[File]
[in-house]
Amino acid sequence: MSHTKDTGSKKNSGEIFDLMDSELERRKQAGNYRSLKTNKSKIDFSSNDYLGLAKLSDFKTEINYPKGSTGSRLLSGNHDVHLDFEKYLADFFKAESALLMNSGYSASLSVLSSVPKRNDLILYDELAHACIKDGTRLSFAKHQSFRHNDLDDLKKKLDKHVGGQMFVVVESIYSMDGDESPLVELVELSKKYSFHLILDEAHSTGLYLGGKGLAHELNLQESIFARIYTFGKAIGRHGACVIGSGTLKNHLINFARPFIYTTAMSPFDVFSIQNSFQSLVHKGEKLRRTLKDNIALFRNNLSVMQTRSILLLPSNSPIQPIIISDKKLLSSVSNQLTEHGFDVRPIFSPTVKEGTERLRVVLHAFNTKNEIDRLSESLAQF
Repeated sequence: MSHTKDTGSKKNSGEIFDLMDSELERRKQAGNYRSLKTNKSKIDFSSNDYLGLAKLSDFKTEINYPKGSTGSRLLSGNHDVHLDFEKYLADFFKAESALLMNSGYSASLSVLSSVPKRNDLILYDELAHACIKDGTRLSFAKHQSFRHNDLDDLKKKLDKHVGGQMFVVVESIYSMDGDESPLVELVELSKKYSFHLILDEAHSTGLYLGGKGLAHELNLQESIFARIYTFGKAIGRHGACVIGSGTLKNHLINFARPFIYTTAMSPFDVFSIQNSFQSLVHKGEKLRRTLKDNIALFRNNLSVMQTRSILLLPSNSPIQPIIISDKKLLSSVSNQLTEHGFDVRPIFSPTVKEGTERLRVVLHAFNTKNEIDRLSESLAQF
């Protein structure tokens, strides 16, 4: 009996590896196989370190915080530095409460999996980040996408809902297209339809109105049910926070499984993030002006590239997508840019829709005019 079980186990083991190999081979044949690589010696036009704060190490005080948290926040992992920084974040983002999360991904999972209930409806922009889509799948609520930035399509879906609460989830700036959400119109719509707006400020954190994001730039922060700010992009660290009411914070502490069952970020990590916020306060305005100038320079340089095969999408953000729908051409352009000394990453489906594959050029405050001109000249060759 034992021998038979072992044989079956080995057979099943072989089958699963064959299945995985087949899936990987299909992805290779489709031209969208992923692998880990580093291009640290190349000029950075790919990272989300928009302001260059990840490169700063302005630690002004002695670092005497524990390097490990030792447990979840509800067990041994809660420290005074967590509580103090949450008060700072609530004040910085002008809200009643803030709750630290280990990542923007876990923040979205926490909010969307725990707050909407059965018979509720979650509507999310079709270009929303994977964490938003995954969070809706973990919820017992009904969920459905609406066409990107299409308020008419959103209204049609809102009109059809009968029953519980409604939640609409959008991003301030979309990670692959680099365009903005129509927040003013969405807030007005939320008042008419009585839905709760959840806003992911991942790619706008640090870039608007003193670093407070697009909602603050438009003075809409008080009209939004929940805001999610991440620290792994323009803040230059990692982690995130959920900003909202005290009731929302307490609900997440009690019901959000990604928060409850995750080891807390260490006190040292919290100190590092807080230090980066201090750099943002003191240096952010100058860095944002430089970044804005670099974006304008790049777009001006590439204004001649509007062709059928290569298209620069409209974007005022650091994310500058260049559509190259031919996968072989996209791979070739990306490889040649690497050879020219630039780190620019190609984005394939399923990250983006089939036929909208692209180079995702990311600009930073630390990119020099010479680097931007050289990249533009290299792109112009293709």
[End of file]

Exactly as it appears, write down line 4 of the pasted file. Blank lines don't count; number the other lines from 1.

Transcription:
């Protein structure tokens, strides 16, 4: 009996590896196989370190915080530095409460999996980040996408809902297209339809109105049910926070499984993030002006590239997508840019829709005019 079980186990083991190999081979044949690589010696036009704060190490005080948290926040992992920084974040983002999360991904999972209930409806922009889509799948609520930035399509879906609460989830700036959400119109719509707006400020954190994001730039922060700010992009660290009411914070502490069952970020990590916020306060305005100038320079340089095969999408953000729908051409352009000394990453489906594959050029405050001109000249060759 034992021998038979072992044989079956080995057979099943072989089958699963064959299945995985087949899936990987299909992805290779489709031209969208992923692998880990580093291009640290190349000029950075790919990272989300928009302001260059990840490169700063302005630690002004002695670092005497524990390097490990030792447990979840509800067990041994809660420290005074967590509580103090949450008060700072609530004040910085002008809200009643803030709750630290280990990542923007876990923040979205926490909010969307725990707050909407059965018979509720979650509507999310079709270009929303994977964490938003995954969070809706973990919820017992009904969920459905609406066409990107299409308020008419959103209204049609809102009109059809009968029953519980409604939640609409959008991003301030979309990670692959680099365009903005129509927040003013969405807030007005939320008042008419009585839905709760959840806003992911991942790619706008640090870039608007003193670093407070697009909602603050438009003075809409008080009209939004929940805001999610991440620290792994323009803040230059990692982690995130959920900003909202005290009731929302307490609900997440009690019901959000990604928060409850995750080891807390260490006190040292919290100190590092807080230090980066201090750099943002003191240096952010100058860095944002430089970044804005670099974006304008790049777009001006590439204004001649509007062709059928290569298209620069409209974007005022650091994310500058260049559509190259031919996968072989996209791979070739990306490889040649690497050879020219630039780190620019190609984005394939399923990250983006089939036929909208692209180079995702990311600009930073630390990119020099010479680097931007050289990249533009290299792109112009293709």